Reddit has a cool shorthand community where you can check out different systems including Gregg shorthand. We have a weekly thread, where you can showcase your own shorthand, and comment on other people’s shorthand. Come take a look!
For those inclined toward early Pre-Anniversary, here’s a resource from 1902: https://books.google.com/books/about/The_Miller_reading_and_dictation_book_wr.html?id=VZsMAAAAYAAJ
Also known as “A Visit from St. Nicholas”, I transcribed the famous poem in Centennial Gregg for the blog. Attachment: twas-the-night-before-christmas.pdf
This is a delightful Christmas story by Frank Baum, which first appeared in the December 1904 issue of The Delineator. I transcribed it for the blog in Anniversary. Attachment: a-kidnapped-santa-claus.pdf
Here is the classic Christmas story told by the Brothers Grimm, which I transcribed for the blog in Simplified Gregg. Attachment: the-elves-and-the-shoemaker.pdf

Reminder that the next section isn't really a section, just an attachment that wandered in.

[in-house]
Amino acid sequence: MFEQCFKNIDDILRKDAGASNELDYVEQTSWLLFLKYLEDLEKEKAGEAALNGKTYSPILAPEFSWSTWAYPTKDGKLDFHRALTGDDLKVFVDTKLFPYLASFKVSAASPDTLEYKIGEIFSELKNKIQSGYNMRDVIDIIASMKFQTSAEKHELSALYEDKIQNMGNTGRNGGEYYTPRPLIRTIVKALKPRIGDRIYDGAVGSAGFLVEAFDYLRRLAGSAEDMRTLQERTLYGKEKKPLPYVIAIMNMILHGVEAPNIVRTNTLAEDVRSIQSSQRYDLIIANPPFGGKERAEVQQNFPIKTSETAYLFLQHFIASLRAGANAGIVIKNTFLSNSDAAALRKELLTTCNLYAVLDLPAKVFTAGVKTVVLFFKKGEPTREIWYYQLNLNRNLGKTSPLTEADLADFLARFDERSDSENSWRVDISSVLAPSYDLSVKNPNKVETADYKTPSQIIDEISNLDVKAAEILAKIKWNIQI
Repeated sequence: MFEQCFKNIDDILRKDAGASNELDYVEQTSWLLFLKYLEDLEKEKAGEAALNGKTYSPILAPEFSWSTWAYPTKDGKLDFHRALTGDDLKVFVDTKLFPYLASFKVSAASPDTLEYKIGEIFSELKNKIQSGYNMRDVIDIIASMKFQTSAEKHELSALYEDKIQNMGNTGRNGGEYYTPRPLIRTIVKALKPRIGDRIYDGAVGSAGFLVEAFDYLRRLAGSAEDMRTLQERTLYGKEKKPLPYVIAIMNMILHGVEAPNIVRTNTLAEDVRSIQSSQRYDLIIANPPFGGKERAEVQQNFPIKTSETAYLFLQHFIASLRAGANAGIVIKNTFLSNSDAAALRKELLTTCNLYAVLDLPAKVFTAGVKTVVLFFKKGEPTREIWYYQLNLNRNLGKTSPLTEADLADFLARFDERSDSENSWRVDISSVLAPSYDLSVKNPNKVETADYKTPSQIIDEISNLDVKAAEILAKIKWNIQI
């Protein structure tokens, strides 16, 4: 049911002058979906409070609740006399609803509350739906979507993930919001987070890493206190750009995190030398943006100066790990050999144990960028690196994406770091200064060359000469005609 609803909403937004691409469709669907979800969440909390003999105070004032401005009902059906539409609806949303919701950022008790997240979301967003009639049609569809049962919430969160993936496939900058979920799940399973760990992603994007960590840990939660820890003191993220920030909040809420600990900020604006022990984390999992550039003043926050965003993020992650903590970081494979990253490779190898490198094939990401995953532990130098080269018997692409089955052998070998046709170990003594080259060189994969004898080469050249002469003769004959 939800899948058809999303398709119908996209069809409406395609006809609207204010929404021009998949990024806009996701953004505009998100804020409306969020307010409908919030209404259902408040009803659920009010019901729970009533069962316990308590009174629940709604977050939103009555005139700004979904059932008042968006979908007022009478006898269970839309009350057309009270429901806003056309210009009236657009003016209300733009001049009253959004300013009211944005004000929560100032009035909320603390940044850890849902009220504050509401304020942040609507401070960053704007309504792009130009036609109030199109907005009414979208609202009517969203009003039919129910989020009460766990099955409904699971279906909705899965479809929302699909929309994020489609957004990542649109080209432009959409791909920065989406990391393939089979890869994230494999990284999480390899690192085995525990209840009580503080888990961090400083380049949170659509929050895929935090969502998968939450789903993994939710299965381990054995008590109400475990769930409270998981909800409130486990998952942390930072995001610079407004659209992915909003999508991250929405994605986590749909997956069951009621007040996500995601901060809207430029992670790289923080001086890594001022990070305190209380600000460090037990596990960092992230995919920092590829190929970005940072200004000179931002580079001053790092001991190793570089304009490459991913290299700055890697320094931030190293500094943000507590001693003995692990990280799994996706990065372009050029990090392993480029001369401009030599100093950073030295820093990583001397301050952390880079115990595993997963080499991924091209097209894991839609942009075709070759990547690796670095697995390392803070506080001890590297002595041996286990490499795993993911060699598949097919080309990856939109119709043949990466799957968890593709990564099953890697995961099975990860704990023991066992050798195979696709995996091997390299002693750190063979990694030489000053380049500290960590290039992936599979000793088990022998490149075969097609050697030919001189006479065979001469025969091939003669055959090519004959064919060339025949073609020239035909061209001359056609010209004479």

From the December 1955 issue of Today’s Secretary. Click here for a full view.
Should the beginning of denouement be written with the den blend or as d-e-n? If it was a more common word, I would expect to use the den blend, but I’m hesitant. I apologize for the blurry, unsteady outlines, but hopefully the difference is clear. Which one looks more correct?
I ran across this fun article on the ‘dying’ skill of shorthand. It is nice to see some folks getting together and enjoying Gregg together. They meet once a month, and there is a lesson on the finer points of shorthand. Some know series 90, some DJ, and others simplified. It’s a great mix of…
Hello friends! My name is Stephen, and I’m a budding Gregg (simplified) enthusiast, a student, a photographer, and a shy esperantist (mi estas eterna komencanto). I was welcomed many months ago, and my efforts have waxed and waned as life continues to create obstacles to my shorthand study. Most were self imposed. Perhaps you can…
Someone in the Facebook Gregg Shorthand group posted this photo of a phrase from a court document, possibly from the 1960s. Any ideas about a transcription? What about the outline that looks like a gay, kay, and ish stacked together? Curious about the thoughts of the experts in this group.